Today's young adults are called the "boomerang generation" because once they move out of their parents' house, often they'll come back. If you have a son or daughter who is struggling to become independent, you are not alone. According to a recent survey conducted by ForbesWoman and the National Endowment for Financial Education, 59 percent of parents provide financial support to their children who are no longer in school. Experts continue to speculate on all the reasons behind this trend, but chief among them are the difficult economy and the high unemployment rate. It's difficult to be independent if you can't find lucrative employment. Another question being asked is,"Are their parents too lenient?" Regardless of the reasons, there are steps parents can take to encourage their adult child's independence.
Respect your adult children and insist on their respect. If your children do not respect your home, your belongings or your time, then take action to change this dynamic. Begin by showing respect for their privacy. Next, make your boundaries and limitations clear to them by stating them out loud, even if you think they should already know how you feel. They may need to be reminded until they know you mean it.
Listen when they talk about their life and concerns, but only offer your opinion if asked. If you find it difficult to stay silent, ask them first if they would like to hear your thoughts before speaking. If they do not, bite your tongue. You may be surprised how often they will say "yes" when you ask to give your opinion and how often they will express appreciation for your input once you stop insisting on giving it. "Sometimes by giving advice, I inadvertently expressed a lack of faith in the other person’s ability to figure it out on their own," says Rebecca Rogers Maher, author of "Why I Stopped Giving Advice." Your adult children need to know you have confidence in them.
Do not do anything for them that they can do for themselves. This includes laundry, dishes, cooking, paying bills, looking for a job, finding an apartment, or buying their shampoo and deodorant. Parents get in a habit of taking care of their kids, and the children are in the habit of being taken care of. Let them practice adulthood in the little ways, and it will give them more confidence to handle to the bigger responsibilities.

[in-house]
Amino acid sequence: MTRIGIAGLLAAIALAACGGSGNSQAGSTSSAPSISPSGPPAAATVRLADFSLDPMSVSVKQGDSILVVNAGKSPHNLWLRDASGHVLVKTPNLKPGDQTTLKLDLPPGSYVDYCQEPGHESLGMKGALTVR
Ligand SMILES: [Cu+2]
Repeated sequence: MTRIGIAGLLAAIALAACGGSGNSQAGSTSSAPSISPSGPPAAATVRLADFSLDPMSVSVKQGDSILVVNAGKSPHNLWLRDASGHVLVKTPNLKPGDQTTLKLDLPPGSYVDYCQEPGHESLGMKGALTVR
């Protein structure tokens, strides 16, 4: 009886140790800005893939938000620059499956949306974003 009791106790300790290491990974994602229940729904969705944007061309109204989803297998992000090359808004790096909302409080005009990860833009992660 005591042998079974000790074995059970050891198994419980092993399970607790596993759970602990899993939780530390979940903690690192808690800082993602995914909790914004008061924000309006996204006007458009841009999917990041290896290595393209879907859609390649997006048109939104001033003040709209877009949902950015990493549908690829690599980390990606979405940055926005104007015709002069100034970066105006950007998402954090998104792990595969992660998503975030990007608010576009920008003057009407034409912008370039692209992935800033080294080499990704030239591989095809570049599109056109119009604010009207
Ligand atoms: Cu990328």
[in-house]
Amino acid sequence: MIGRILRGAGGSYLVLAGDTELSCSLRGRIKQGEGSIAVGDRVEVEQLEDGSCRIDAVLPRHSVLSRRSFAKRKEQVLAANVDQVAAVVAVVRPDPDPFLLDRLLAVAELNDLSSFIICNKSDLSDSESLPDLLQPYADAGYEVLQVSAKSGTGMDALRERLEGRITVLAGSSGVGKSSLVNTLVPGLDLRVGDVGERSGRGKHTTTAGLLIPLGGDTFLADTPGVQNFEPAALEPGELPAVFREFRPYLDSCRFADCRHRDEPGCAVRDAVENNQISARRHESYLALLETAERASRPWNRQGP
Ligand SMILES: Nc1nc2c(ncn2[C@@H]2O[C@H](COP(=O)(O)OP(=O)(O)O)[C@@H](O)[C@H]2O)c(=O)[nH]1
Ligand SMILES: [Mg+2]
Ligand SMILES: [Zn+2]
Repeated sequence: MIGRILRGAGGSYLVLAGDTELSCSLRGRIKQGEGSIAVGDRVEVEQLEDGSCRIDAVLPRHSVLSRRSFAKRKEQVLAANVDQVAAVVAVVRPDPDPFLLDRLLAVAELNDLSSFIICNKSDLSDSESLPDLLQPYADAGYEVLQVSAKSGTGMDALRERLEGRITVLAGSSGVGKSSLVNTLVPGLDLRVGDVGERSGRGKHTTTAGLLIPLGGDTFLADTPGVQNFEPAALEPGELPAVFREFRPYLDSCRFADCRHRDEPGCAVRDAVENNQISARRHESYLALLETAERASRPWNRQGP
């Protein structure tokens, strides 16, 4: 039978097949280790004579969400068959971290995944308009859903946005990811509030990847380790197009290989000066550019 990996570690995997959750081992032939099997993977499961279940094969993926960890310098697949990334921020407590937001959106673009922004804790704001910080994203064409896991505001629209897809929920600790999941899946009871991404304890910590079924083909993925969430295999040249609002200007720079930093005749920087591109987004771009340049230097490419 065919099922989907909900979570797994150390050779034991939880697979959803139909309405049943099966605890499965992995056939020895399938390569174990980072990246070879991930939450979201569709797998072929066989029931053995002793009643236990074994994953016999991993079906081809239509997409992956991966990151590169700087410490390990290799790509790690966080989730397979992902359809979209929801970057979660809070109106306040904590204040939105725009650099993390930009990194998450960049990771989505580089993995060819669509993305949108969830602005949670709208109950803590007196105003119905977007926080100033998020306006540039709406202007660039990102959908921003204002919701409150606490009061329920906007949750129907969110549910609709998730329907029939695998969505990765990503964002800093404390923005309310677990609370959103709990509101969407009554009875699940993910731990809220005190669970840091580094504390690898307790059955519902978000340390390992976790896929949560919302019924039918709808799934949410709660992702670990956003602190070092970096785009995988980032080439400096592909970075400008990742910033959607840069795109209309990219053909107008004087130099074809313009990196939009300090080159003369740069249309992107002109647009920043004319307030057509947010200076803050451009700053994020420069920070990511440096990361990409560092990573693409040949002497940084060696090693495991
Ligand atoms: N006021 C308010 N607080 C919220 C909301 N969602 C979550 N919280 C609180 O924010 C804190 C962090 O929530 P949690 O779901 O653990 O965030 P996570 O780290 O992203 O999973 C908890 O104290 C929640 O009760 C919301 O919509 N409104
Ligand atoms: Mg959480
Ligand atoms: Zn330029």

Have a family meeting if your adult children are living with you. Create a plan and post a schedule to handle household responsibilities, such as cooking and cleaning of shared areas. Include in this shared living arrangement a charge for room and board based on a percentage of their income using a sliding scale. Start as small as necessary to accommodate their income, but don't make it so easy for them that they are not motivated to find more lucrative employment. Make them aware that when they have a change in income, the terms will be renegotiated.
Support them in setting achievable goals by giving them examples from your own life. Tell them what goal you set and the steps you took to achieve it. Let them take the next step in applying it to their own life. In this way you are showing your support of their independence and confidence in their abilities. Some young adults feel overwhelmed, and helping them focus on a small goal that they can achieve can be empowering.
Use your extended parenting years as an opportunity to be a better parent. Many parents wish they had done things differently when raising their children. Boomerang kids give you an opportunity to make up for some of the mistakes you may have made. If you were too lenient, take steps to build boundaries in the relationship. If you didn't have time for fun or conversation, make time to build a real connection. It's a golden opportunity to build an adult to adult relationship with your son or daughter.
- Providing pay for chores that are beyond the scope of normal household upkeep is an excellent way to help your adult child and yourself.
- Substance abuse, depression, anger issues or any behavior that is causing you or your family undue stress should be handled with professional support. Don't hesitate to seek the support of a therapist or substance abuse professional. If your adult child will not seek help, go yourself.
Dorothy Sander has been writing for the over 50 market since 2001. Author of two books and hundreds of articles, she writes on topics such as elder care, aging, empty nest, health and wellness, personal development, loss and more. She holds a B.A. in Economics and a M.Div.
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